As Feheley puts it, "this is contemporary art that just happens to be done by Inuit artists." At the same time, she stresses that southern connoisseurs shouldn't give in to the "fantasy" that this art is a reflection of "the influence of southern artists." While Tim Pitsiulak's 2009 drawing Composition (Whalers) may, at four feet by eight feet (122 centimetres by 244 cm), seem as big as a photograph by Edward Burtynsky, the scale has "more to do with each artist in the community spurring each other on" than any tip o' the hat to outsiders. Internet access and travel have helped blur the north-south interface, Feheley notes, but Inuit artists for the most part "remain so isolated; they don't have the opportunity you have in the south to see what's going on."

Of course, it's entirely understandable that art lovers visiting the AGO from Madrid or New York will see something "modern" in, say, Eli Sallualu Qinuajua's Fantastic Figure, a stone sculpture from 1969 that looks like something Giacometti might have done at the same time as his famous bronze Woman with Her Throat Cut. Understandable since, as McMaster says, "you and I are conditioned by a modern sensibility … 100 years ago, our frame of reference would have been vastly different. We would have looked at it in the way that people looked at the Inuit back then, as primitives." But thanks to precedents such as Picasso's love for and appropriations of African sculpture in the early 20th century, "we can actually look at [Inuit art]with a whole new set of lenses."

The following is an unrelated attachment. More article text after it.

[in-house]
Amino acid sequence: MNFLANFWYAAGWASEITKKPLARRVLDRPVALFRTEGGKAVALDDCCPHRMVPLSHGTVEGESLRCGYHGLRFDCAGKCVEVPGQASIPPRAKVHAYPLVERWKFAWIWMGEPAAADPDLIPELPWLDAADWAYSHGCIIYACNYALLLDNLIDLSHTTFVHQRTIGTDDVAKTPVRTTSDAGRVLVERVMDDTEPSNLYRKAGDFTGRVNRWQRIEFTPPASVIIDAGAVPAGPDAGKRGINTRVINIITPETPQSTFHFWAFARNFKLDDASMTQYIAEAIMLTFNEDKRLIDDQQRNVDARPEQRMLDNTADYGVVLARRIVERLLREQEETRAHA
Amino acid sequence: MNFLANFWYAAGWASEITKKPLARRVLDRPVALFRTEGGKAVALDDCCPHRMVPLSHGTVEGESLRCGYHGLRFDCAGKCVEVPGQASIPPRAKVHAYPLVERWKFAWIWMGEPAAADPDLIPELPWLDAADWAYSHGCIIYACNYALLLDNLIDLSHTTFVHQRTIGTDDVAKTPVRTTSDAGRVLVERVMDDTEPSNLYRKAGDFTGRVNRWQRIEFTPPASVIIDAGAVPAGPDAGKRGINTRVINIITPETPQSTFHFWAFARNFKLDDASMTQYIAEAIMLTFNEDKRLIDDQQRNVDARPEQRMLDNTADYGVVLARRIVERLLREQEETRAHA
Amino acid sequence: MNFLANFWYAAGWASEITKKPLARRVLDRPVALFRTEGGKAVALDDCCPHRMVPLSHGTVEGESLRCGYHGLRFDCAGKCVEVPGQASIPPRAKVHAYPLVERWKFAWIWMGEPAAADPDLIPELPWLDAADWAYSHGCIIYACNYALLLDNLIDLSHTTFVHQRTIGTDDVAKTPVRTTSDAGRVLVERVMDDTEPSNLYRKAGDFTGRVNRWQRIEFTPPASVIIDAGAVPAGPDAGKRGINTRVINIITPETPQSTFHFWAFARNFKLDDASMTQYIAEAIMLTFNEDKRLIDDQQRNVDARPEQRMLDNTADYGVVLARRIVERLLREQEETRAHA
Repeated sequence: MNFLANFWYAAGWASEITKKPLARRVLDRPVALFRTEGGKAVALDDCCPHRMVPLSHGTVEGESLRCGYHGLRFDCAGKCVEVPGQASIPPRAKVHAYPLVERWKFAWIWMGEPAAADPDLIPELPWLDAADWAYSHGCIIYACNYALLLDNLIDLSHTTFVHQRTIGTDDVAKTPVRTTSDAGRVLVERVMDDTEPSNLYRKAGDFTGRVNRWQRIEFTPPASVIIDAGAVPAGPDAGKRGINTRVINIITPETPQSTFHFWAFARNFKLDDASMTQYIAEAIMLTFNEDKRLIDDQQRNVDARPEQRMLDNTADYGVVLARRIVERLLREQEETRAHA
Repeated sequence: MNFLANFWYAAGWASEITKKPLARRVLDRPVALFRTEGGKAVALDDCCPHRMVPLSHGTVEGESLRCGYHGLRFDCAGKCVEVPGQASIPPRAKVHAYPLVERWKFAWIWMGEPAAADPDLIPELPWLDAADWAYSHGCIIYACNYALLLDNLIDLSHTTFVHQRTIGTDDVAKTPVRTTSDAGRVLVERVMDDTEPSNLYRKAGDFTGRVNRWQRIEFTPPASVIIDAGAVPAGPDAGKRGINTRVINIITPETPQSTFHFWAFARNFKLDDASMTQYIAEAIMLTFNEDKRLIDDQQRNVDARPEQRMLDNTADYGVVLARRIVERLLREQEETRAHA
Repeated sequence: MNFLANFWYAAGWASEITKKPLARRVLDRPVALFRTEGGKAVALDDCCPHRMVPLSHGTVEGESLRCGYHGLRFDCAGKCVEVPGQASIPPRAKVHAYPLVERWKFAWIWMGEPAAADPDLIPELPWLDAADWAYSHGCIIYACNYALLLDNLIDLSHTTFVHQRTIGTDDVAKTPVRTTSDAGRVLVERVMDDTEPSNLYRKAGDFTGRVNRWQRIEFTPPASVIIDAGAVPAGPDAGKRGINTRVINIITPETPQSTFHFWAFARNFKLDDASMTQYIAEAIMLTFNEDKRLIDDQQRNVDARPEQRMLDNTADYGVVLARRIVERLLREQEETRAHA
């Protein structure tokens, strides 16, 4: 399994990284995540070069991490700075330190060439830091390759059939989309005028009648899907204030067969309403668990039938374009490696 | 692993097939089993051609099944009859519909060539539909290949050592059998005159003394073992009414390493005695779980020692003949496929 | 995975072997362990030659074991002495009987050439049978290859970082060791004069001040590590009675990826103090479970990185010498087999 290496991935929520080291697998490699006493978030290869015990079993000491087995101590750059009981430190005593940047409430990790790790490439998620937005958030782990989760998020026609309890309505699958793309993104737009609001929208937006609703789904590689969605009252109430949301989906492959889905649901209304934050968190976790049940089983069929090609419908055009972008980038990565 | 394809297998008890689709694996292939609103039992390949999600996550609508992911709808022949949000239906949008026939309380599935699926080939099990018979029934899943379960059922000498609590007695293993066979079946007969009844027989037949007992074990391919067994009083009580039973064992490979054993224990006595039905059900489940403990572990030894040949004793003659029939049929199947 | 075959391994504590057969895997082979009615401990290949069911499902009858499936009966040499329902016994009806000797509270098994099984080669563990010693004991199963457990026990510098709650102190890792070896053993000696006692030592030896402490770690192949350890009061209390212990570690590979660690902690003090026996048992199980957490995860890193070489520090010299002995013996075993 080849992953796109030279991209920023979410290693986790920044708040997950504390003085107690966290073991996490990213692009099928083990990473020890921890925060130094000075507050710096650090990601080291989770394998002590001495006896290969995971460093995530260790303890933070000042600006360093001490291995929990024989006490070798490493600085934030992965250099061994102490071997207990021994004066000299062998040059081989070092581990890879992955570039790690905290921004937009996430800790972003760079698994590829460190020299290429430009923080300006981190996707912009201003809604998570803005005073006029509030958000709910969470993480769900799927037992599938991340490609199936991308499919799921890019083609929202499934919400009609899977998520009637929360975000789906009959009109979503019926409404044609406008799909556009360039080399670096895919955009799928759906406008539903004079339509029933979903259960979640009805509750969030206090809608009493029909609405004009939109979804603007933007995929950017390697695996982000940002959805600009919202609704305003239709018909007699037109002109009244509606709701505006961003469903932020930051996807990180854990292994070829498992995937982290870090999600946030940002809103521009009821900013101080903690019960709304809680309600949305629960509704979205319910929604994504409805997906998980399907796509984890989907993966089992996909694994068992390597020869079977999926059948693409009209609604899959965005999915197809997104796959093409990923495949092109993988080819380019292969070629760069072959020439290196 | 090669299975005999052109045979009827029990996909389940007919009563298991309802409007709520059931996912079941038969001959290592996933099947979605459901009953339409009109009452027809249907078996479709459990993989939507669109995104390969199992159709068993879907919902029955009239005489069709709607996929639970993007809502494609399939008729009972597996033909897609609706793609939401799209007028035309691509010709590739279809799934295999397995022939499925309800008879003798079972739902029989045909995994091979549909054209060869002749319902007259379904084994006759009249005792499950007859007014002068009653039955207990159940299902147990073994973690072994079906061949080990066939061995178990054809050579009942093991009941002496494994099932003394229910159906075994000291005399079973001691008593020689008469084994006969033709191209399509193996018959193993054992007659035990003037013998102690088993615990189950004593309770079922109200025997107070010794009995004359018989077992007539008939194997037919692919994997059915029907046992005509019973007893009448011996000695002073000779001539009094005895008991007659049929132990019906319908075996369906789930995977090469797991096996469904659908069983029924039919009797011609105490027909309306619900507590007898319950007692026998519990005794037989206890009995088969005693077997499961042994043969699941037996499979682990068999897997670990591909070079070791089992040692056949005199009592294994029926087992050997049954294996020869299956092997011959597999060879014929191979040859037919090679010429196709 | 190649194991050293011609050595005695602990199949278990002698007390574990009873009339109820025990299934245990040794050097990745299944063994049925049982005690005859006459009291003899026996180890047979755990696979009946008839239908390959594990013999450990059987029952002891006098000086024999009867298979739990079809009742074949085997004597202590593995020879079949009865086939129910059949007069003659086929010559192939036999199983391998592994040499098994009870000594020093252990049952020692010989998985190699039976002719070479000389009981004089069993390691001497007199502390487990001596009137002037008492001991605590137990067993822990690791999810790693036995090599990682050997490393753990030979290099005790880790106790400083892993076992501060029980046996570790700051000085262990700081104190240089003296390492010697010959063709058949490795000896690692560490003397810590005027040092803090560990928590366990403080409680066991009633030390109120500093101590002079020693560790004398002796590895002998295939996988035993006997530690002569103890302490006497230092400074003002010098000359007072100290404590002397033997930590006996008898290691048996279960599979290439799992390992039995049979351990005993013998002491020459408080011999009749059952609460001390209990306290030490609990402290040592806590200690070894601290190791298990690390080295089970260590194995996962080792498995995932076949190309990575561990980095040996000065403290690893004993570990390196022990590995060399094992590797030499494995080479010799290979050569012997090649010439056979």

Among buyers there remains great affection for what McMaster calls "the older stuff." But while Waddington's is seeing "as much volume as before, the higher-quality stuff has become more difficult to find," Inuit art expert Christa Ouimet reports. This is largely because those who either collected or were given first-generation Inuit art in the early 1960s have long since dispersed their holdings or died.

Extraordinary things do occasionally surface. Next month Waddington's is selling a rare edition of Kenojuak Ashevak's first print, Rabbit Eating Seaweed (No. 17 in an edition of 30).Produced in 1958 from a design prepared for a sealskin bag, the work was included, in 1959, in the first release of the now world-famous Cape Dorset Prints. Presale estimate for the print is $20,000 to $25,000, but no one's going to be surprised if it fetches more than that. Much more.

Inuit Modern: The Samuel and Esther Sarick Collection continues until Oct. 16.

Waddington's live Inuit art auction takes place on May 2 in Toronto.